In design thinking observation takes center stage. Observation can discern what people really do as opposed to what you are told that they do. Getting out of the cubicle and involving oneself in the process, product, user experience and the operating theater is fundamental. No one’s life was ever changed by just a PowerPoint presentation.
Design thinking is a very powerful tool and when used effectively, can be the foundation for driving a brand or business forward.
2) Identify the need
After having formulated the problem in a way the entire team comprehends, we start out by identifying the need for our product. Instead of asking “what do we want to design?” we ask “why do we want to design that?” and “what problem and or need will our design ultimately be solving?”
Next, we may want to identify our target population, which is the group of people who will benefit from our product. Is the target population ultimately one individual, a group of individuals, a specific community, or a larger, identifiable population? Is the target population from a specific location (country, region, town), demographic (age or gender), or other identifying characteristics (health condition or employment)? How is our target population connected?
After we understand our need and our target population, we will identify our requirements and constraints. A requirement is a need or a necessity; it’s what a particular product or service should do. A constraint is a restriction on the degree of freedom you have in providing a solution to a need or problem. For example, a child may be required by its parents to receive good grades. At the same time, it may be constrained by other activities such as work, sports, sleep, spending time with friends, and so on. Although worthwhile, these time constraints may impinge on the amount of time it has to study. So, its challenge would be to find out how to meet the requirement of receiving good grades under the given time constraints.
Back to our product design — our final step today is to develop a project definition within each of our design teams. This includes relating the product design or need to some aspect of our personal lives. Ultimately, we want to design something that would help us if we were experiencing the same problem or need as our target population.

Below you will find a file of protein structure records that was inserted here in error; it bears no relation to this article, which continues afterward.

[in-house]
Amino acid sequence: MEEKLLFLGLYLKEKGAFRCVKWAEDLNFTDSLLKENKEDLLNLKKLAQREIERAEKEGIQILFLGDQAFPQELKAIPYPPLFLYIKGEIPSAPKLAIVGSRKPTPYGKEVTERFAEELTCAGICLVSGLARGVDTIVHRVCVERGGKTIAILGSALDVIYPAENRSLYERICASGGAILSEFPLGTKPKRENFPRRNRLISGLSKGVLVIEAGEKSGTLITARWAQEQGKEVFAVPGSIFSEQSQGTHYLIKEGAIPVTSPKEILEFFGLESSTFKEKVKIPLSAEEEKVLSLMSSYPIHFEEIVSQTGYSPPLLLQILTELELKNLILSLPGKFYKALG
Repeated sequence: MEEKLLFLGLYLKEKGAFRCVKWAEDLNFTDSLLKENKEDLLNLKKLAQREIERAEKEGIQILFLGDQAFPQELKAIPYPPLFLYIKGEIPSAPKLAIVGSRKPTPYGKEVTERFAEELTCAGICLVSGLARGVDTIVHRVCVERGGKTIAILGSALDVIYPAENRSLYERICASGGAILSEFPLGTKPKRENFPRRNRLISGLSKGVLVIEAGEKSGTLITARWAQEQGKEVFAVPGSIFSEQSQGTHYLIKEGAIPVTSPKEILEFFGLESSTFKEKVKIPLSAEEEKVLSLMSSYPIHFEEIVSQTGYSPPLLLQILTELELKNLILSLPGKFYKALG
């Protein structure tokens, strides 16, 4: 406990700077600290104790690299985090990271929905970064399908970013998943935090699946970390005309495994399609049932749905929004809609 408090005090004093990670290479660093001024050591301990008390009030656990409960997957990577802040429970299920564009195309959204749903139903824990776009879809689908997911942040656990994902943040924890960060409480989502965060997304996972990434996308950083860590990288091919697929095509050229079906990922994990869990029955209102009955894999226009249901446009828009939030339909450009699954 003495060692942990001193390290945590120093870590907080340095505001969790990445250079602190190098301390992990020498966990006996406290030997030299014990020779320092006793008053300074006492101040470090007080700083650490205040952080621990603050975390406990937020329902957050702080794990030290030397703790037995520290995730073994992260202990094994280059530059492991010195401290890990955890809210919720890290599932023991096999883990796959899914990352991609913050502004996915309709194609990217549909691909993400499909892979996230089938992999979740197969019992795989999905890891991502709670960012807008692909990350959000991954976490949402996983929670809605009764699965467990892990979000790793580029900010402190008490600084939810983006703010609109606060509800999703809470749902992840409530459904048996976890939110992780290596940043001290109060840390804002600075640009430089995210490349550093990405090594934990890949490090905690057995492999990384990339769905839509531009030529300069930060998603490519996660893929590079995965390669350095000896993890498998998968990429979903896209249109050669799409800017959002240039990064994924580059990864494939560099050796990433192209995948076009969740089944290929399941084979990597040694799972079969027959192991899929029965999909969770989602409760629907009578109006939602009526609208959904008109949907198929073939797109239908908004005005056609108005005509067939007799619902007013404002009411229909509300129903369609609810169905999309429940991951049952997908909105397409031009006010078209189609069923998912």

3) Research the problem
Similar to real-world engineers, we must develop a thorough knowledge base of the information related to our design to determine if a similar product already exists or if any regulatory and standards issues (such as intellectual property issues, safety or environmental issues) exist that must be considered in the design of the product. We do this by conducting a variety of information searches and compiling all the information in a useful way.
Sometimes it is hard to know what information we need to find before we have a product design. One way to identify what information we should be looking for is to break down our problem statement or “need” into an idea web. An idea web starts with the main need or problem in the middle of a piece of paper. Then the team draws branches from the main problem to represent different parts of the problem, such as audience, requirements, constraints, and questions. Each designer on the team may choose to or be assigned to focus on addressing one particular part of the problem or the team may work together to establish the knowledge base. Often, new questions arise, requiring the team to do additional background research in order to answer them.
A patent search is another way to find existing information about a related product. This type of search is often done by design engineers in the beginning stages of product design and is really helpful for avoiding designs that infringe on an idea that has legal protection. Many websites offer information on existing patents, including the US patent and Trademark Office.
Standards and codes developed by industry or federal, state or local governments are also important to know for product design. Standards are any agreed-upon common criteria, item or process that helps to ensure the safety and interchangeability of a product. For example, having standard bolt sizes helps designers communicate to manufacturers located elsewhere exactly which bolt to use in making a product. A code is a collection of standards that are mandatory for use in the development of a particular item. For example, building codes specify the height and area limitations for certain types of buildings in a city.
Reverse engineering an existing product is another way to learn about technologies that relate to the design of a new product. When possible, design engineers test competitor’s products to determine how to make their new design even better. They take products apart to figure out how they work, and then they often reassemble them to see how the parts interact. Reverse engineering requires careful observation, dis-assembly, documentation, analysis and reporting.
Lastly, user interviews can give us valuable insight into a product design. We have already identified our target population, and, when possible, interviewing members of that population about our product can be extremely helpful. After all, it is the customer who ultimately determines whether a product is a success or failure. It is important to communicate often with the user during the design process. It is useful to use props during the interviews to watch how a user interacts with a product. Sometimes how the user uses the product is more telling than what they say about it. Gathering initial data from the user helps the engineering team identify which aspects of the problem are the most important to address for its audience.